Sarah Obama, Kenyan Matriarch of Former President Obama's Family, Has Died
"And they called her mama Sarah Sarah Obama, the matriarch of former president Obama's family in Kenya, died 99 years old, at least. She was Barack Obama's step grandmother his grandfather's second wife. She'll be remembered for her work, raising money for orphans, educations and raising some of the kids herself. Kenya's president or Haru, Kenyatta's is the passing away of Mama Sarah is a big blow to the nation. She was honored by the United Nations in
Dozens Are Gunned Down in ‘Day of Shame’ for Myanmar
"Myanmar experienced. Its deadliest day violence over weekend. Since the military coup according to the united nations the country's security forces killed more than one hundred people on saturday including a five year old boy and several other children and teenagers the killings which took place in cities across the country came a day after the military use state run tv to threaten protesters with a quote shot in the head or the back end quote if they continue to oppose military rule a spokesperson for a group of elected government officials called the event a quote day of shame for the military since the coup in february security forces have become increasingly violent in their crackdown on their own people. Killing over four hundred civilians imprisoning thousands more the us eu and uk all condemned the killings weekend and last week the us said it would impose sanctions onto military owned conglomerates in the country.
N. Korea accuses UN of double standard over missile firings
"The United Nations Security Council showed a double standard as its sanctions committee criticized that country's recent missile test as a violation of U. N resolutions. North Korean official says a U N meeting Friday was quote designed to negate the rite of our state to self defense, warning that it could devise a countermeasure.
Horrifying day of bloodshed as Myanmar security forces kill over 100 protesters
"Have been killed by Burmese security forces on the deadliest day yet of demonstrations against last month's coup. You and Human Rights office said the violence had spanned 40 locations. Laura Baker reports, Witnesses reported that the sound of gunfire at times seemed relentless. Smoke from various fires rose above the cities of Yangon and Mandali. Local media claimed that a number of Children have been short as the number of dead continues to rise. This has become one of the bloodiest day since the military seized power on February the first The United Nations in Myanmar said it was horrified by the needless loss of life, the United States, the U and the U. K all cold for the violence to stop immediately. An ethnic armed group in eastern Myanmar, says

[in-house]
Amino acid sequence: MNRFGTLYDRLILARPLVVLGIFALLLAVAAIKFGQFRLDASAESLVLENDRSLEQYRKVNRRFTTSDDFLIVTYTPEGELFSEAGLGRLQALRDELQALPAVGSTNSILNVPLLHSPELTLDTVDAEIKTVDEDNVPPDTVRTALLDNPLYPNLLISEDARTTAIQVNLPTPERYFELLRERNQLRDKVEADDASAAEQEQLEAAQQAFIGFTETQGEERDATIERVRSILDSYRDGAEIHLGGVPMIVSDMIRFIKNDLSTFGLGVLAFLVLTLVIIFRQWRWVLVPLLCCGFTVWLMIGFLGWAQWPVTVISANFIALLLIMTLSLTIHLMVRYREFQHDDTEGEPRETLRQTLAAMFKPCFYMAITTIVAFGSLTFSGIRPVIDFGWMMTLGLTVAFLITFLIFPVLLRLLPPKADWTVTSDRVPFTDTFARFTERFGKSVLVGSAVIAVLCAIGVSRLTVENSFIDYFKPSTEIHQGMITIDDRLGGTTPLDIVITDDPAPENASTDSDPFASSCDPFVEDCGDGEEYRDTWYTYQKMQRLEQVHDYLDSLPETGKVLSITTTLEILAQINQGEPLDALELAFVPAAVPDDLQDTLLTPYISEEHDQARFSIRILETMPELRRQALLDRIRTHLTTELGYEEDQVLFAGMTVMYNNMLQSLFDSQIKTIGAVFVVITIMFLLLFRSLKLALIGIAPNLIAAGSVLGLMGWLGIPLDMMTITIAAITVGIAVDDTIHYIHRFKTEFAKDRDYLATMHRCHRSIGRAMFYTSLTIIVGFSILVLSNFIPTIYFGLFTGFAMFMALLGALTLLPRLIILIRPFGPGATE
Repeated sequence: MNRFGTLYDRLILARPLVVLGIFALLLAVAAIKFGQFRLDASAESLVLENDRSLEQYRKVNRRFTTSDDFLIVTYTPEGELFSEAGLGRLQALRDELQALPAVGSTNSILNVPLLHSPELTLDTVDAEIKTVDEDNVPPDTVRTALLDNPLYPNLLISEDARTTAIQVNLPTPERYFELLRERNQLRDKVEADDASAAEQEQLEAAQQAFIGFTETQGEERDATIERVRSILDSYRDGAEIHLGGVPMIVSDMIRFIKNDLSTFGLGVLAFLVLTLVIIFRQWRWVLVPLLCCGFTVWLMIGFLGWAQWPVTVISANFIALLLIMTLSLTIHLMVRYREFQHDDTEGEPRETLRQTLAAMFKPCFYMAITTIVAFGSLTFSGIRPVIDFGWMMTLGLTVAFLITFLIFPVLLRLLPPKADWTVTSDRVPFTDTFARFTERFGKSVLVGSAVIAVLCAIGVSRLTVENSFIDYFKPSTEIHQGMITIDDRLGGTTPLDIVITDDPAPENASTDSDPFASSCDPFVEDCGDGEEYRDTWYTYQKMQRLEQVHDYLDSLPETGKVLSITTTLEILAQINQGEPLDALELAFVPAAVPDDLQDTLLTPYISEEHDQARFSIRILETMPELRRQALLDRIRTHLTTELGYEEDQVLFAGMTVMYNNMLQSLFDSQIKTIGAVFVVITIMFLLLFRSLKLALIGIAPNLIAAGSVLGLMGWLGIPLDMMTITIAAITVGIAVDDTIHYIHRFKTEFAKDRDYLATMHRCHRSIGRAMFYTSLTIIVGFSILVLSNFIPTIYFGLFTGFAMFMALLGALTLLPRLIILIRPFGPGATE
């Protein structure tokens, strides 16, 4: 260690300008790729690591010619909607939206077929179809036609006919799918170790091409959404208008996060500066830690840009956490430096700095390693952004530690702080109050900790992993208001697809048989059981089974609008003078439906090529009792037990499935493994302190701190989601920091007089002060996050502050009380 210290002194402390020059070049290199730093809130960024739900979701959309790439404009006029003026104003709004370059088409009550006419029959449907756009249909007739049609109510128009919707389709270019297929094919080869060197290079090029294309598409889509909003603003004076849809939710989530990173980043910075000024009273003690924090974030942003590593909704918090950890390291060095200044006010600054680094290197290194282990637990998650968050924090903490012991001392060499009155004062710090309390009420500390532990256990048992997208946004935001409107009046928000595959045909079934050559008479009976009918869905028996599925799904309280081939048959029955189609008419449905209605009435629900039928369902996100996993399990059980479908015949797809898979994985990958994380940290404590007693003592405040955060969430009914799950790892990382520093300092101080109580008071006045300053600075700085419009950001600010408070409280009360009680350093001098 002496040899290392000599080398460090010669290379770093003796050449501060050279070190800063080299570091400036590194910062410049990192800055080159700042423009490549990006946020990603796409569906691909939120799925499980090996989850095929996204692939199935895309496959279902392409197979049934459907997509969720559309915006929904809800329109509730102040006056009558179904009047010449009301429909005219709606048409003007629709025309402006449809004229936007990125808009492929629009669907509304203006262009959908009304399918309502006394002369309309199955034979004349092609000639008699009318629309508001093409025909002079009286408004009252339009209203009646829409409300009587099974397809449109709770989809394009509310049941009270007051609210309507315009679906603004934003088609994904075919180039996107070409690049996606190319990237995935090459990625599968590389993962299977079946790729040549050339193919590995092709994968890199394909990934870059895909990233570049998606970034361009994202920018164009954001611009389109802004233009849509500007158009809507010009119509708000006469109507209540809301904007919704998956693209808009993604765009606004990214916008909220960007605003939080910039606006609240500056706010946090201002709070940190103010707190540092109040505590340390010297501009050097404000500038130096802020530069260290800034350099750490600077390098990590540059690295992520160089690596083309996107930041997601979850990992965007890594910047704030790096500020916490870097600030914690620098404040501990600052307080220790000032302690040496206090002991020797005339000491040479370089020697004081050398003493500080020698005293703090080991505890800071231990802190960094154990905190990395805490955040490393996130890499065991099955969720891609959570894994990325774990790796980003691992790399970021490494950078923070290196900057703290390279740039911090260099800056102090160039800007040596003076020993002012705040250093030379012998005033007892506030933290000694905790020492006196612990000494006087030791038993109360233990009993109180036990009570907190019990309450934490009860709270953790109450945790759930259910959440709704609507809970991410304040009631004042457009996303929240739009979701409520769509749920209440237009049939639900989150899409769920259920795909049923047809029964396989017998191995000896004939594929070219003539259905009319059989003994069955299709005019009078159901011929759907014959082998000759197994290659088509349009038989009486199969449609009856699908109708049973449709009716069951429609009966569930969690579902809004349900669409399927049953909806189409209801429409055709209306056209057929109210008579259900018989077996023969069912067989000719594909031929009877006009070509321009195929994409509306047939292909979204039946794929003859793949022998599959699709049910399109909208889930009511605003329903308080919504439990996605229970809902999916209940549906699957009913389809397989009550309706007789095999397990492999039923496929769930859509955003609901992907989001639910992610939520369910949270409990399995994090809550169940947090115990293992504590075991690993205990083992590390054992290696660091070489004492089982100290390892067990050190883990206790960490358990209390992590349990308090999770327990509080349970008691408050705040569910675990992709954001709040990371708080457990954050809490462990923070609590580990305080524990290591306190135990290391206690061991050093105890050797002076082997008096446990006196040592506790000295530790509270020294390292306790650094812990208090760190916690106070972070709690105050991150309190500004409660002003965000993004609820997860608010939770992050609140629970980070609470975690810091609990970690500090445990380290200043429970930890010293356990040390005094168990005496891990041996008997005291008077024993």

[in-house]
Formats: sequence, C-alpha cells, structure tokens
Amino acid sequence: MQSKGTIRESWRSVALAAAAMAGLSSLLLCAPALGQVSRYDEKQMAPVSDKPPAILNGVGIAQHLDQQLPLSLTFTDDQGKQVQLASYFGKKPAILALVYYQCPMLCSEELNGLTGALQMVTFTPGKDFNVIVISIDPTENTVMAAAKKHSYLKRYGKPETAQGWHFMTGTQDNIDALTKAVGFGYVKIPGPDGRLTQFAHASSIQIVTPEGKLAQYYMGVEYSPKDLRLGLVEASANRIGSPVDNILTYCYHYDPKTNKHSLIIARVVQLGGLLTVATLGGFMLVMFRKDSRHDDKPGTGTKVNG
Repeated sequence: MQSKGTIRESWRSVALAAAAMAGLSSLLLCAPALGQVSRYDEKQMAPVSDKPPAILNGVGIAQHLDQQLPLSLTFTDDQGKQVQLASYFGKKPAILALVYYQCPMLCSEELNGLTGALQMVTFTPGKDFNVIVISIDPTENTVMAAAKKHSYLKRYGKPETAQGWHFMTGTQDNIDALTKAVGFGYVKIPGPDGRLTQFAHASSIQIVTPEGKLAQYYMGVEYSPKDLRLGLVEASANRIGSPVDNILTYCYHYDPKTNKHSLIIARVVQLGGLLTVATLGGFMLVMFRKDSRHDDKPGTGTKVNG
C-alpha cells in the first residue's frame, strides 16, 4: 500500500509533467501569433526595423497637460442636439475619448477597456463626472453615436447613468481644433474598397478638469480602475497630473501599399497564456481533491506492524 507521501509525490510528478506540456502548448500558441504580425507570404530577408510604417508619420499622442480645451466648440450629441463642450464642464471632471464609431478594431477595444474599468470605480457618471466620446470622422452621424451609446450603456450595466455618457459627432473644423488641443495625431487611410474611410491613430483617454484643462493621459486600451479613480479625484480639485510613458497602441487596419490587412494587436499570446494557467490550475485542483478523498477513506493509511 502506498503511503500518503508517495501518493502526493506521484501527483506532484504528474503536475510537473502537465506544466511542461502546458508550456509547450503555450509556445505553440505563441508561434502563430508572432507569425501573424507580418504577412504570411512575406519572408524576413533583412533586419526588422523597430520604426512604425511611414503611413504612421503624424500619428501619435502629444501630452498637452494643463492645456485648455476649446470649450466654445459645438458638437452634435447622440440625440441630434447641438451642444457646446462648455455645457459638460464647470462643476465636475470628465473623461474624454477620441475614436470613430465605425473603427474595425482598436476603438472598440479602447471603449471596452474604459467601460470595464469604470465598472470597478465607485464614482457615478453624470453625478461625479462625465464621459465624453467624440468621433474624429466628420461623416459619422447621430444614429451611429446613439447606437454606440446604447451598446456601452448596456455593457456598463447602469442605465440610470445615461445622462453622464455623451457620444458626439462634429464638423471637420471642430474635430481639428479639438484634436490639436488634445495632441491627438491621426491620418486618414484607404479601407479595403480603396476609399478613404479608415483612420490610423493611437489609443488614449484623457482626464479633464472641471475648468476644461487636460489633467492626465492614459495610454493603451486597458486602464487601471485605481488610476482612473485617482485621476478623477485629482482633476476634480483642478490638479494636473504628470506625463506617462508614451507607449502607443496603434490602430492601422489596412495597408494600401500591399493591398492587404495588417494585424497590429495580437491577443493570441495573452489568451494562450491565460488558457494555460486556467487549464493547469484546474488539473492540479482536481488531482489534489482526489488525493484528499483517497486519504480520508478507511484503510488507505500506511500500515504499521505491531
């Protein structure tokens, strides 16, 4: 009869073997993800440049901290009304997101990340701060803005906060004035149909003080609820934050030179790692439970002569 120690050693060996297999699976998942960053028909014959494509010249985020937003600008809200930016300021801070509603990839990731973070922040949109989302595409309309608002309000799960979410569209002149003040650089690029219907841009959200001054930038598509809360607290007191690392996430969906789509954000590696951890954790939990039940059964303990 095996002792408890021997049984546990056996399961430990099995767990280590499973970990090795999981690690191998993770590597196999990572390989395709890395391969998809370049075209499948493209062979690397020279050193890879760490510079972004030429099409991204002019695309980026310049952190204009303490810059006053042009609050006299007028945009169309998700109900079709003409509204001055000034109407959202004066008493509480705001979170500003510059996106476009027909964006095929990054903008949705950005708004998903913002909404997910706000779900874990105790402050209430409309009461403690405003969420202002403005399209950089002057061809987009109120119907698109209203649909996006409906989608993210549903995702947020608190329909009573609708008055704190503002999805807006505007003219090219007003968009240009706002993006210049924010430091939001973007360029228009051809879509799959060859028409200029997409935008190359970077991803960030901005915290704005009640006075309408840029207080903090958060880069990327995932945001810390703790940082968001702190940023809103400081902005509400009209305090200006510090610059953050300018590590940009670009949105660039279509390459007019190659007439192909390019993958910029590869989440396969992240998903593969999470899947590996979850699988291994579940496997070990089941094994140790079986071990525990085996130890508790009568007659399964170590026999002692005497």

France Has ‘Overwhelming’ Responsibility for Rwanda Genocide
"French failures, saying it was blind to the preparation of the massacres but has cleared it of complicity in the killings. Commission of experts said France poor overwhelming responsibilities in relation to the killing in 1994 off 800,000 ethnic Tutsis and moderate who two's Monsanto. Claire is the historian who led the commission. The majority for says woman in politic it in politics. The French authorities pursued a policy that was totally disconnected from reality, a policy that bore the stigma of colonization and ultra ethicist policy that did not actually see that Rwanda could get out of it and basically accentuated the ethnic crisis aligned itself with the regime of president Habria manner. Which was a racist regime that did not succeed in extricating Habaniya manner from the extremists. United Nations says it has for the first time managed to reach to refugee camps
Report: Money key to reverse pandemic losses for poor